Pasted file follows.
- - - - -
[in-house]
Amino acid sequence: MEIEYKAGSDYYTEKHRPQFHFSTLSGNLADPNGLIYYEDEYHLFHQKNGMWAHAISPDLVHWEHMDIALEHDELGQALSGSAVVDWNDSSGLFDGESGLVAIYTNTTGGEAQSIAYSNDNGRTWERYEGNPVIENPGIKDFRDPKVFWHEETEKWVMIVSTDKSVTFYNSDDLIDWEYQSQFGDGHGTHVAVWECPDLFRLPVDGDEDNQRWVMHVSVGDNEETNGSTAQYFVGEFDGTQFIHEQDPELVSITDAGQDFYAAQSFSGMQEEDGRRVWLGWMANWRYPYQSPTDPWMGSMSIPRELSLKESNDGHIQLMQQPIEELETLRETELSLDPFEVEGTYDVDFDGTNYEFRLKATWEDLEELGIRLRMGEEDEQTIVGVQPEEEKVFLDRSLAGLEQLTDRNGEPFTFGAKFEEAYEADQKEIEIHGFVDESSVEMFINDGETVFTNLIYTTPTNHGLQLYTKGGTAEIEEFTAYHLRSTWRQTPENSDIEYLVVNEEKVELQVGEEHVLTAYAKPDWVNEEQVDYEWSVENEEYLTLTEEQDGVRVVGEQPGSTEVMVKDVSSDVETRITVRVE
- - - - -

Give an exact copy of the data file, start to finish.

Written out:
[in-house]
Amino acid sequence: MEIEYKAGSDYYTEKHRPQFHFSTLSGNLADPNGLIYYEDEYHLFHQKNGMWAHAISPDLVHWEHMDIALEHDELGQALSGSAVVDWNDSSGLFDGESGLVAIYTNTTGGEAQSIAYSNDNGRTWERYEGNPVIENPGIKDFRDPKVFWHEETEKWVMIVSTDKSVTFYNSDDLIDWEYQSQFGDGHGTHVAVWECPDLFRLPVDGDEDNQRWVMHVSVGDNEETNGSTAQYFVGEFDGTQFIHEQDPELVSITDAGQDFYAAQSFSGMQEEDGRRVWLGWMANWRYPYQSPTDPWMGSMSIPRELSLKESNDGHIQLMQQPIEELETLRETELSLDPFEVEGTYDVDFDGTNYEFRLKATWEDLEELGIRLRMGEEDEQTIVGVQPEEEKVFLDRSLAGLEQLTDRNGEPFTFGAKFEEAYEADQKEIEIHGFVDESSVEMFINDGETVFTNLIYTTPTNHGLQLYTKGGTAEIEEFTAYHLRSTWRQTPENSDIEYLVVNEEKVELQVGEEHVLTAYAKPDWVNEEQVDYEWSVENEEYLTLTEEQDGVRVVGEQPGSTEVMVKDVSSDVETRITVRVE